Not only do our statutes define "counties" as "bodies corporate for civil and political purposes," but the Legislative Assembly has construed the term "public corporation" in connection with our law on deposit of public funds. In Section 21-0401, subd. 1, North Dakota Revised Code of 1943, "public corporation" is defined as follows:

"`Public corporation' shall include a county, city, village, township, school district, and any body corporate except a private corporation; * * *"

This court has said that a public corporation is one created by the State for political purposes, and to act as an agency in the administration of civil government within a particular territory or subdivision of the State, such as a county, city, town, or school district. Kiner v. Well, N.D., 71 N.W.2d 743, 749; Hart v. Bye, N.D., 76 N.W.2d 139, 144; Harding v. City of Dickinson, 76 N.D. 71, 33 N.W.2d 626.

Courts of other States have included "counties" in their definition of "public corporations." People v. Bank of Chebanse, 340 Ill. 124, 172 N.E. 50; State ex rel. Wilson *95 v. Weir, 106 Mont. 526, 79 P.2d 305, 308; Chambers County v. Lee County, 55 Ala. 534; Rescue Fire Co. of Cambridge v. County Commissioners, 188 Md. 354, 52 A.2d 733; 18 C.J.S. Corporations ยง 18, p. 394.

There can be little doubt that the term "agency of the state," as used in our garnishment statute, includes a county. The word "agency" denotes a relation created by law or contract whereby one party delegates the transaction of some lawful business or the authority to do certain acts to another. Black's Law Dictionary, 3d Ed., p. 78.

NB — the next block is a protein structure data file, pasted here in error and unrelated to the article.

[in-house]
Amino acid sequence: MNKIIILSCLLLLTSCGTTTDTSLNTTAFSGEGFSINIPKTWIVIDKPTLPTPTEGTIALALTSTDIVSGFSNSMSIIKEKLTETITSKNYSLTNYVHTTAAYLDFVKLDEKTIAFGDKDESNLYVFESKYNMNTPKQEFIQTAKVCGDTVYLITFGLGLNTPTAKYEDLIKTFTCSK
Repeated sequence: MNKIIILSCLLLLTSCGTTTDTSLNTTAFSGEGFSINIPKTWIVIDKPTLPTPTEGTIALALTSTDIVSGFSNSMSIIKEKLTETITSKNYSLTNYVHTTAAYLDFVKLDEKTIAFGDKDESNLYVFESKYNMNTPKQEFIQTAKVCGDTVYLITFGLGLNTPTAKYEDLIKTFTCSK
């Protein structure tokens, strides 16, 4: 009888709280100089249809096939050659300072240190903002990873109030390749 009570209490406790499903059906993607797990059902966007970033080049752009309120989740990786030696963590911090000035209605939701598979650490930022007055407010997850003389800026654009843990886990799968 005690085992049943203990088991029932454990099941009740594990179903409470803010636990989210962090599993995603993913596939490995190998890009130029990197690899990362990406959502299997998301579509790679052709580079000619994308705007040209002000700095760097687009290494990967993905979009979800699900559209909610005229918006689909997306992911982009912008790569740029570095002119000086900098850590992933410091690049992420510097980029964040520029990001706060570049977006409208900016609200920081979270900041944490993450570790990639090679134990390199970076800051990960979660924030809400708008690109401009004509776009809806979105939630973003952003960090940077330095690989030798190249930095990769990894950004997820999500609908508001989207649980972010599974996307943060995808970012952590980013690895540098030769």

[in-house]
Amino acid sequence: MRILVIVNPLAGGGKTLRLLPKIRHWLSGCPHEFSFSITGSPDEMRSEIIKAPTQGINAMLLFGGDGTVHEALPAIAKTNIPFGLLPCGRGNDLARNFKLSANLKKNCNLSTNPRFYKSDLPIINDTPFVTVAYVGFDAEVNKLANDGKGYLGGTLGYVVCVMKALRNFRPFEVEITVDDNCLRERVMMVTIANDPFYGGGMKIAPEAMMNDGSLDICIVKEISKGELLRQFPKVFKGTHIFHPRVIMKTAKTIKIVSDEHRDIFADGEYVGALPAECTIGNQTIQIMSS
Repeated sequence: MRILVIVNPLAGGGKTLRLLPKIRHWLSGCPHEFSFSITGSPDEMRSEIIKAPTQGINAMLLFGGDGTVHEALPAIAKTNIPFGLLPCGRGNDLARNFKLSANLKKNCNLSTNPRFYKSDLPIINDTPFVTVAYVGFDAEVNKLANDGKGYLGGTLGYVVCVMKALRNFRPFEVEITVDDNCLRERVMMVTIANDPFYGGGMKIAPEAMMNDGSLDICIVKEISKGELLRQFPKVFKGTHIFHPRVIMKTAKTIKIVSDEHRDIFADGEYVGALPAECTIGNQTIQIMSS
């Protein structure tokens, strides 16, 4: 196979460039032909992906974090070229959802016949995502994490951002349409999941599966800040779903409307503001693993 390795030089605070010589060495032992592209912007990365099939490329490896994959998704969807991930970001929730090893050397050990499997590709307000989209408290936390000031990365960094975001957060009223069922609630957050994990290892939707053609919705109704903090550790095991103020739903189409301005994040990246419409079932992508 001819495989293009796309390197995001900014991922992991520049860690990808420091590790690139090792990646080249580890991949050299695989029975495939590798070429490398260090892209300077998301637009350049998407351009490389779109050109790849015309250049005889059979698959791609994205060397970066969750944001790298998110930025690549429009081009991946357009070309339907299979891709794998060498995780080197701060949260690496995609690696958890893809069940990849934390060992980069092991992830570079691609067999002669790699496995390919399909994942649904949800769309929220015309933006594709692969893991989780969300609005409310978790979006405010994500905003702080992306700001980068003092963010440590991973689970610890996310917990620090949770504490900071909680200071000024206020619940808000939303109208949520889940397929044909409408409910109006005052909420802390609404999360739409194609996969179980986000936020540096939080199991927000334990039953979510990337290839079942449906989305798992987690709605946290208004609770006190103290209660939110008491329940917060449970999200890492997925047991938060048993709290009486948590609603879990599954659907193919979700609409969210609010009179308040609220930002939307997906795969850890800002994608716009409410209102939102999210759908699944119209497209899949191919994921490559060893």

Counties are created by the State as agencies in the administration of civil government. They are "bodies corporate for civil and political purposes." They collect and pay over to the State Treasurer the taxes for the State; county officers enforce State laws. Counties, acting in the performance of these and other governmental functions, are agencies of the State.

Our Legislature having defined the term "public corporation" in the statute on depositories of public funds to include counties, and having defined "county" as "a body corporate for civil and political purposes," and this court having said that a county is a public corporation, and counties being agencies of the State, it follows that a county can be summoned as a garnishee under conditions prescribed by our garnishment law.

The argument advanced by respondent that to allow the garnishment of a county would result in inconvenience and detriment to the public service, loses its force when we remember that garnishment of the State, or any institution, department, or agency of the State, is expressly provided for in our garnishment statute. Thus the wages of any person employed in any capacity by the State of North Dakota, or any of its institutions or departments, as well as persons employed by any public corporation or agency of the State, are subject to garnishment. The Legislature evidently felt that persons employed by the public should pay their just debts. There is no reason to suppose that the Legislature intended that persons employed by a county should be given any preferential treatment in that regard.

The judgment of the district court, holding that a county is not subject to garnishment, is therefore reversed.

SATHRE, C. J., and MORRIS, BURKE and TEIGEN, JJ., concur.